Isn’t Selling Sunset supposed to be about flogging houses?

Selling Sunset is back! Again! It’s been only five months since we last caught up with the work lives of the glamorous estate agents of the Oppenheim Group, and already Netflix has returned to beaming their pearly white teeth and sky-high heels from LA to televisions around the world.

The drama is back too, picking up after that explosive party which saw the show’s lovable villain, Christine Quinn, cast aside by her co-workers – led by Chrishell Stause, Mary Fitzgerald and newbie Emma Hernan – and given a warning that she will be sacked should she continue her spiteful ways. This season, Christine has a new bestie, British agent Chelsea Lazkani, who is more than happy to join in with her meddling.

But the big story is the reveal of Chrishell’s blossoming relationship with her boss, Jason Oppenheim. It’s something true fans of the show have known about since photos of them snogging on a yacht in Capri were splashed across the tabloids, forcing the pair – as all celebrity couples must – to confirm their romance with a coy Instagram post.

Almost a year after their relationship was revealed in the real world (they’ve since split up), the fifth season opens with an extra-curricular trip to Greece that was tacked onto the new couples’ Italian escape. Naturally, they were joined by the other agents (minus Christine, of course) to celebrate Chrishell and Mary’s birthday, thousands of miles away from the highs and lows of luxury real estate.

But wait… isn’t this show supposed to be about selling houses to the uber wealthy?

Three years since Selling Sunset first premiered on Netflix, its stars are now full-blown celebrities, with their own brand deals, dedicated social followings and paparazzi everywhere they go. Attention has moved away from their jobs to the ins and outs of their rocky love lives and the rapidly changing topography of their friendships. Which would be fine, if their jobs weren’t the most interesting thing about them.

Chrishell Stause and Jason Oppenheim (Photo: Netflix)

In series two and three – which both aired in 2020 – one of the main and most deliciously juicy storylines came when one of the agents, Davina Potratz, convinced Jason to let her list a $75m mega mansion at the agency.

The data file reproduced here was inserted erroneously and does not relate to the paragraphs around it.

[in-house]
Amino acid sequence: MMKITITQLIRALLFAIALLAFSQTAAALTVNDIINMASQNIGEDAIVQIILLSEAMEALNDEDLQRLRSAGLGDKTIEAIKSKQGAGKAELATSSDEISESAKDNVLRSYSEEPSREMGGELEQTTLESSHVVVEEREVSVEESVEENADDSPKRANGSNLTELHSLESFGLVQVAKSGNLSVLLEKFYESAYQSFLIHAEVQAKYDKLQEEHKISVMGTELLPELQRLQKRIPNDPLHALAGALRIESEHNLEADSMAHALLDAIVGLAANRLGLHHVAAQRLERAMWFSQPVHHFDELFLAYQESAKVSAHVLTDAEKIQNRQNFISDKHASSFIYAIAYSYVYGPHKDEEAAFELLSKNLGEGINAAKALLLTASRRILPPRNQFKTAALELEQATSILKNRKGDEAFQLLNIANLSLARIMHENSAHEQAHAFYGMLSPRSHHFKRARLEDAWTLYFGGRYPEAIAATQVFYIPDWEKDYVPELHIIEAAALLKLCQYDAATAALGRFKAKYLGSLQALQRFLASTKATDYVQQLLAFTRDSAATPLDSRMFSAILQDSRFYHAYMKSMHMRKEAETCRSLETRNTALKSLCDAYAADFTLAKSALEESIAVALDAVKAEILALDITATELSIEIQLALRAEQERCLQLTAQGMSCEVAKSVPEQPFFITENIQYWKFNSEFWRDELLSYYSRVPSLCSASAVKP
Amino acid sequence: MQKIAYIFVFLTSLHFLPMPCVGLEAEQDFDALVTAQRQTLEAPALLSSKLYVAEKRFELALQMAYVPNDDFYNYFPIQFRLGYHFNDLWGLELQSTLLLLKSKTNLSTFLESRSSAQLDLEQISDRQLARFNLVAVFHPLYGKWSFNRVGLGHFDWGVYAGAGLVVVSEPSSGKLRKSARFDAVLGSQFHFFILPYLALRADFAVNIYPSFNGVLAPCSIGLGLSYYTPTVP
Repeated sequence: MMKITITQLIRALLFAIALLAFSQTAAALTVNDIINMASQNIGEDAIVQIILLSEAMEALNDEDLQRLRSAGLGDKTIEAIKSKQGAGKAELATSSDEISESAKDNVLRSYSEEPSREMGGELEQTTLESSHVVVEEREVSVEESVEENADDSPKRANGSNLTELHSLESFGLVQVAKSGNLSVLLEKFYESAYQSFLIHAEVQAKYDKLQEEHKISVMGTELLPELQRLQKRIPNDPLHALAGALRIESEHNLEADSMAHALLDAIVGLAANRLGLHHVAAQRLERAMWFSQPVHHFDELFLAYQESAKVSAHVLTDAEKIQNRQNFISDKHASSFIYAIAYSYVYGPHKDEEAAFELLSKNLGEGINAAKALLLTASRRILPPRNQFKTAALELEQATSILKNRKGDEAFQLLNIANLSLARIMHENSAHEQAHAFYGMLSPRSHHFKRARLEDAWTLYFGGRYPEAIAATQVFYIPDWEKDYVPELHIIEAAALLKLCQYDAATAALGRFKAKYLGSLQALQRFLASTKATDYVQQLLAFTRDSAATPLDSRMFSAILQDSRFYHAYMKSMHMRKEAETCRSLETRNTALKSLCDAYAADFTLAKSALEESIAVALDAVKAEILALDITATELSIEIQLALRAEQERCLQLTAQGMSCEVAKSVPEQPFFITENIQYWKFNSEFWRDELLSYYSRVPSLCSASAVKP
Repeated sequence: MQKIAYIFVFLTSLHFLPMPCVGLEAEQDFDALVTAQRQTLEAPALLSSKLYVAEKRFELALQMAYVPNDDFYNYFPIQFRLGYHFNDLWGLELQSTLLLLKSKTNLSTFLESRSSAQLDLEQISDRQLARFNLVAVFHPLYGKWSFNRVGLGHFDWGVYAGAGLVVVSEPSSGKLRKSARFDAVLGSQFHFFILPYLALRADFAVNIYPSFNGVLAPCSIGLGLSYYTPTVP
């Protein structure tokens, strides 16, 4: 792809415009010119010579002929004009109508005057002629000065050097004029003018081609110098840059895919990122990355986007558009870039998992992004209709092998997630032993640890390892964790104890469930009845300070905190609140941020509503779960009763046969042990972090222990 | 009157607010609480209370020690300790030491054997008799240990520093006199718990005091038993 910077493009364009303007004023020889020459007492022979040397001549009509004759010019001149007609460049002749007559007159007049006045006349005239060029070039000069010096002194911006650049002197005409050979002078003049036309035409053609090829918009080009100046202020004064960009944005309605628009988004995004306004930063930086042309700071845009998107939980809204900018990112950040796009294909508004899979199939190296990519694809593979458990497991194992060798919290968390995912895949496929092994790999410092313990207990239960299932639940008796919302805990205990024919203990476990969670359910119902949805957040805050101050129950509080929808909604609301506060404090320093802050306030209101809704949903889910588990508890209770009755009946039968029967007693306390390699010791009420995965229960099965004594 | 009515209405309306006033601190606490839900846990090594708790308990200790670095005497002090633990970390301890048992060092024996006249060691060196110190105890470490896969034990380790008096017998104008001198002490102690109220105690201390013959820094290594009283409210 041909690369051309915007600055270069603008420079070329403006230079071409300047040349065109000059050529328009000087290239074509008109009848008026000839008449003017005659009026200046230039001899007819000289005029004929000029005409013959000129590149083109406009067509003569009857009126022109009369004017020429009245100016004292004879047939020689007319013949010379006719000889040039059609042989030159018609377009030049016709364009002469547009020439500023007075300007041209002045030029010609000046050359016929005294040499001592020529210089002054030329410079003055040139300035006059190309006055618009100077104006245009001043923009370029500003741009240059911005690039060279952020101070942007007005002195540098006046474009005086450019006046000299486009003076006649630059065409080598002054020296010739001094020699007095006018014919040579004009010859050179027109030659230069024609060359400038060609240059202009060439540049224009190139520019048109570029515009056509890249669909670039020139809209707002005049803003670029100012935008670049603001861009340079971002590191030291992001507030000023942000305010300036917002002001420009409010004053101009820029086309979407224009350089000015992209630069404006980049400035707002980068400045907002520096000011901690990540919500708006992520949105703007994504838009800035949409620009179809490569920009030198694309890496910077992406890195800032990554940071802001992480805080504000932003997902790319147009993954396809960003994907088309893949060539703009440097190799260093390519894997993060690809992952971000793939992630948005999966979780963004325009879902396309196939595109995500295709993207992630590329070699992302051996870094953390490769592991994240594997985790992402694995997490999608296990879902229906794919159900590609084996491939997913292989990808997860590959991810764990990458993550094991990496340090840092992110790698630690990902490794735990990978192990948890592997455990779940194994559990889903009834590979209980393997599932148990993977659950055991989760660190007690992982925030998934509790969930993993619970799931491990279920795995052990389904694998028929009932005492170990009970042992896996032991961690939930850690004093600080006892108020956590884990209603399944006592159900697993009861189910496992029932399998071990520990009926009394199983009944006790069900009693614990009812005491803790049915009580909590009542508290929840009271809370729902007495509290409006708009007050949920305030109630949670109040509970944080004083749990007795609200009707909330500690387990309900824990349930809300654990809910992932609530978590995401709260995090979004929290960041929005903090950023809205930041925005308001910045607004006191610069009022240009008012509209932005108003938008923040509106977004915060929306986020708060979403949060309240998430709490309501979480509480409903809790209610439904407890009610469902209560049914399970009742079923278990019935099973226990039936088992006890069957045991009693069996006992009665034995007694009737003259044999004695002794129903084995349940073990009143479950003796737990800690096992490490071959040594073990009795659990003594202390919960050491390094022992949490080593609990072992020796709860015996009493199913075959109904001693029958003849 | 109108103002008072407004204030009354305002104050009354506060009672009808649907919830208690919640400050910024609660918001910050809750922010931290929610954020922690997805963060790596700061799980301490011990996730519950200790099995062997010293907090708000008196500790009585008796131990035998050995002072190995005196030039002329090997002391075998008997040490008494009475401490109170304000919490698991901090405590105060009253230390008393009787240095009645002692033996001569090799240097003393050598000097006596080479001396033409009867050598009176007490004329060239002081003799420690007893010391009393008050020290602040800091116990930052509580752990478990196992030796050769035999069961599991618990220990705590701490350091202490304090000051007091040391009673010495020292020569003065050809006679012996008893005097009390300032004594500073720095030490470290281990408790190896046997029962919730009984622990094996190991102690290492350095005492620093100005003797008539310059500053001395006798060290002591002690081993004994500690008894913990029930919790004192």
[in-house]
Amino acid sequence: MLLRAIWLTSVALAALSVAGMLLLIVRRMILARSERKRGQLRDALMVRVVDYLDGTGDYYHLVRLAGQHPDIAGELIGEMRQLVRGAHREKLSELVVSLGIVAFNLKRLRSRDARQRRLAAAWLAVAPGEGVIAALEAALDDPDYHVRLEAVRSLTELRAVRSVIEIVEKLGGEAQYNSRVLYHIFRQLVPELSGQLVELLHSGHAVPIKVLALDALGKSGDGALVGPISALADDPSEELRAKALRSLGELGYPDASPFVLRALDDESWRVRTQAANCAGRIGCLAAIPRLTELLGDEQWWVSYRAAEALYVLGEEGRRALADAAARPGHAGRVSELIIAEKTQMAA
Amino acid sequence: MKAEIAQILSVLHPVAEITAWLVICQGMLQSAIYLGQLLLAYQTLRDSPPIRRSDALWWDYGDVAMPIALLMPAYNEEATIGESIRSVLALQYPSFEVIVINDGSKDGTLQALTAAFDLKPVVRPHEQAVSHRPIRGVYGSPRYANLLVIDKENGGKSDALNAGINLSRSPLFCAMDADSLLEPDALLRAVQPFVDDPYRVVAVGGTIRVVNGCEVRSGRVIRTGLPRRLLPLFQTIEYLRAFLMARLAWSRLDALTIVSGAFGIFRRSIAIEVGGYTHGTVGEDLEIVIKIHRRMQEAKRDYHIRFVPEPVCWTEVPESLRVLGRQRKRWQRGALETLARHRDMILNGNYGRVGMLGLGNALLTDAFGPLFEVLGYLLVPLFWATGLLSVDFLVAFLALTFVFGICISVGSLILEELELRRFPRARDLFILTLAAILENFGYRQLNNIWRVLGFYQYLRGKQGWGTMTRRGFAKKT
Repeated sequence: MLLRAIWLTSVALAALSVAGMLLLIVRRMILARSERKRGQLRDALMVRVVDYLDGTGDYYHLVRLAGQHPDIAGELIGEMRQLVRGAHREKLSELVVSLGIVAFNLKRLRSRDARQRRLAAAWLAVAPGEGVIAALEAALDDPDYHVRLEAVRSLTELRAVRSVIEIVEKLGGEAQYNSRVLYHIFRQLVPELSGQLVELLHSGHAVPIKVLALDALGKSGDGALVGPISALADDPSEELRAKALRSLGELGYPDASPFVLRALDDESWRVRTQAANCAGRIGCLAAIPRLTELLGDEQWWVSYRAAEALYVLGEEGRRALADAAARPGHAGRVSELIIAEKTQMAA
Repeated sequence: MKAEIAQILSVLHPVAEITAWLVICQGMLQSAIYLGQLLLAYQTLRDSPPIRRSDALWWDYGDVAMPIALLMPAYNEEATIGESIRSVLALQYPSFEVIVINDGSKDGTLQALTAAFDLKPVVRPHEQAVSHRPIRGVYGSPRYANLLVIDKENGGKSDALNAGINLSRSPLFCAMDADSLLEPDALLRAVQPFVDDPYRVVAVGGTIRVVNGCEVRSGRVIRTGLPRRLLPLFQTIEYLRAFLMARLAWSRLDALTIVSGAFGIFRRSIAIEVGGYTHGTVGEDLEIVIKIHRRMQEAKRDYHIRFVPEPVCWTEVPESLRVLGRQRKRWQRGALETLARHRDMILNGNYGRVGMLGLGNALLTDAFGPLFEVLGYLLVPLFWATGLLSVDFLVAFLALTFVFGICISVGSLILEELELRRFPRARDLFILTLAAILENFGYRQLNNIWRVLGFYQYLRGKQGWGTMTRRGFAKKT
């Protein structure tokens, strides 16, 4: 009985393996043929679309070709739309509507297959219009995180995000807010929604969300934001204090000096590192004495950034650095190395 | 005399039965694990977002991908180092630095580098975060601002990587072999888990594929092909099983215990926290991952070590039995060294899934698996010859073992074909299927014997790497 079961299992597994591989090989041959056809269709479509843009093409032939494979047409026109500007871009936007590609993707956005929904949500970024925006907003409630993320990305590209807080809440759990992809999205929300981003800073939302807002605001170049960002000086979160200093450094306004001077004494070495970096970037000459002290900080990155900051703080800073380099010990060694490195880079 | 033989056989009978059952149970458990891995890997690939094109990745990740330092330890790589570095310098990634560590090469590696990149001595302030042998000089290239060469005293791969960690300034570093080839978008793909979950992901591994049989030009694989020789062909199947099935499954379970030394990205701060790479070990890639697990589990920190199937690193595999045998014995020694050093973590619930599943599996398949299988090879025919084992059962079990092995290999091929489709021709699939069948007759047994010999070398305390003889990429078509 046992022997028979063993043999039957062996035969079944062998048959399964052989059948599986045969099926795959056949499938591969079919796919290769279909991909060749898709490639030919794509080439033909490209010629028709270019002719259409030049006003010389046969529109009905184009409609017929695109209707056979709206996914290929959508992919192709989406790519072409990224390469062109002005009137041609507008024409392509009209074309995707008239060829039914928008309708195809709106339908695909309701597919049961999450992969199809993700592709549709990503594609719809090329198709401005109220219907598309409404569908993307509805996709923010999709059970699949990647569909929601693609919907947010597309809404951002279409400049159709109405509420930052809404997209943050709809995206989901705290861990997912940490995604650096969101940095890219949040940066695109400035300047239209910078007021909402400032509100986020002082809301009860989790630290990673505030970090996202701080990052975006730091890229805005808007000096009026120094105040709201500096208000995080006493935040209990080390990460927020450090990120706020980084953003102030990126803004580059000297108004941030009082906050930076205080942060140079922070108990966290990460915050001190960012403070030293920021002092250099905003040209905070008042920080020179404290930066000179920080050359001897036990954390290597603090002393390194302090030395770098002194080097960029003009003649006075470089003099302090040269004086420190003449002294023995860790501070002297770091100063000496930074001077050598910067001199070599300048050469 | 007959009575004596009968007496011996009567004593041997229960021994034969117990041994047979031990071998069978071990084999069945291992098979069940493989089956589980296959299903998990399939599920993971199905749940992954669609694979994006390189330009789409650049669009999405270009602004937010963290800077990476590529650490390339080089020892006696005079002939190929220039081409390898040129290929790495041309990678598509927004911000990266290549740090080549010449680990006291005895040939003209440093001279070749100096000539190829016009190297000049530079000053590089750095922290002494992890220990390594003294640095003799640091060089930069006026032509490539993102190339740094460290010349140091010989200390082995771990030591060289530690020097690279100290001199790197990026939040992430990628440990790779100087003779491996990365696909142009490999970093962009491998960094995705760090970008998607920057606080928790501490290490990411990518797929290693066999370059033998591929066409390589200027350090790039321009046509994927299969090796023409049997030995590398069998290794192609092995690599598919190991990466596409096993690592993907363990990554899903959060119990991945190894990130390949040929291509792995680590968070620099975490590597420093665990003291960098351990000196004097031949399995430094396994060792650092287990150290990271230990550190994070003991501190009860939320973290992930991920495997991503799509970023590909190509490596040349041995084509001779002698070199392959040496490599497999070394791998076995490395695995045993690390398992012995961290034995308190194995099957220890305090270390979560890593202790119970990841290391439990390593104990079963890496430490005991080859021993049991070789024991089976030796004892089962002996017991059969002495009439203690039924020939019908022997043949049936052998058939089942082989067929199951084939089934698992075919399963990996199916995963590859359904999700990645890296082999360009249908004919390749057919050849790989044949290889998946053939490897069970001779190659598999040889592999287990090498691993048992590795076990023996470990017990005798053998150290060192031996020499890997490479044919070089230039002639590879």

Despite knowing it was overpriced, she was adamant she had the contacts and the skill to flog it. To the surprise of precisely no-one, it failed to sell and as Twitter users love to point out every now and then, the house is still listed on the Oppenheim Group’s website.

It’s made such waves within the fandom that producers have even engineered a return for the ill-fated mansion in the new season. Davina meets with property developer Adnan Sen, who built the $75 million house, to ask for another of his properties to sell at Oppenheim. Unsurprisingly, he isn’t too impressed that his mega mansion is still on the market, and so only offers her a property available to rent. Ouch.

Every “unstructured reality series” (as they’re categorised by the Emmys) pretends to have a niche, but really they’re all about the same thing. Made in Chelsea, Bling Empire, The Only Way Is Essex and all 500 versions of the Real Housewives franchise are all concerned with rich people and their seemingly endless drama. Once upon a time, Selling Sunset set itself apart by being a brilliant look at what it meant to be a woman at the top of the real estate game – now it’s just a succession of cat fights.

Mary Fitzgerald, Chelsea Lazkani and Christine Quinn (Photo: Mitchell Haaseth/Netflix)

That’s not to say the properties don’t still play a part in Selling Sunset – there are at least two drone shots through identical white, wipe-clean mansions with infinity pools per episode – but their importance has been diminished over the years.

Previously, the ringing of the giant bell which was sounded every time an agent sold a house was a real moment and cause for celebration. Now it’s a gimmicky way to jump from one argument to the next. Open houses are simply arenas for talking behind one another’s backs and clients are introduced only because the billionaire buyers fancy 15 seconds of fame on a Netflix show.

Bring back the mansions and the nitty, gritty business of selling, I say. It’s the only way to make sure Selling Sunset – one of the more tolerable reality series of the last five years – survives beyond its latest season. Are Kirsty and Phil busy?

Selling Sunset is streaming on Netflix.

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